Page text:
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. You see . . . well, uh, I organized it."
"Yes. A good many of the Council don't like the policy of letting the muties alone. Maybe it's sound religious doctrine and maybe it isn't, but we lose a child here and a couple of pigs there. It's annoying."
"What do you expect muties to eat?" demanded Jim belligerently. "Thin air?"
"No, not exactly. Anyhow, the new policy was not entirely destructive. Any muties that surrendered and could be civilized we planned to give to masters and put them to work as part of the Crew. That is, any that weren't, uh . . . that were--" He broke off in embarrassment, and shifted his eyes from the two-headed monstrosity before him.
"You mean any that weren't physical mutations, like me," Joe filled in nastily. "Don't you?" he persisted. "For the likes of me it's the Converter, isn't it?" He slapped the blade of his knife nervously on the palm of his hand.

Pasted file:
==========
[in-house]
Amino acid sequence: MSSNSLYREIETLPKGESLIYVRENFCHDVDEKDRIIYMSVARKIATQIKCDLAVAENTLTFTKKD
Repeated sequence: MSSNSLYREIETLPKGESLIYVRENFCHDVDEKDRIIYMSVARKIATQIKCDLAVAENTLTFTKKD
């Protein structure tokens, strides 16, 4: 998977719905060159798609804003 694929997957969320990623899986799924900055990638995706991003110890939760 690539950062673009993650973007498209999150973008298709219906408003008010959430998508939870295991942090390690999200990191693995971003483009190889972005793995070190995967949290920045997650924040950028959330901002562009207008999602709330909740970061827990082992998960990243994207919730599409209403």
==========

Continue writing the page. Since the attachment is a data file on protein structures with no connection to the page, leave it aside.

Ertz edged away, his own hand shifting to his belt. But no knife was slung there; he felt naked and helpless without it. "Just a minute," he said defensively, "you asked me; that's the situation. It's out of my hands. I'm just telling you."
"Let him alone, Joe. He's just handing you the straight dope. It's like I was telling you: either go along with Hugh's plan, or wait to be hunted down. And don't get any ideas about killing him; we're going to need him." As Jim spoke he attempted to return the knife to its sheath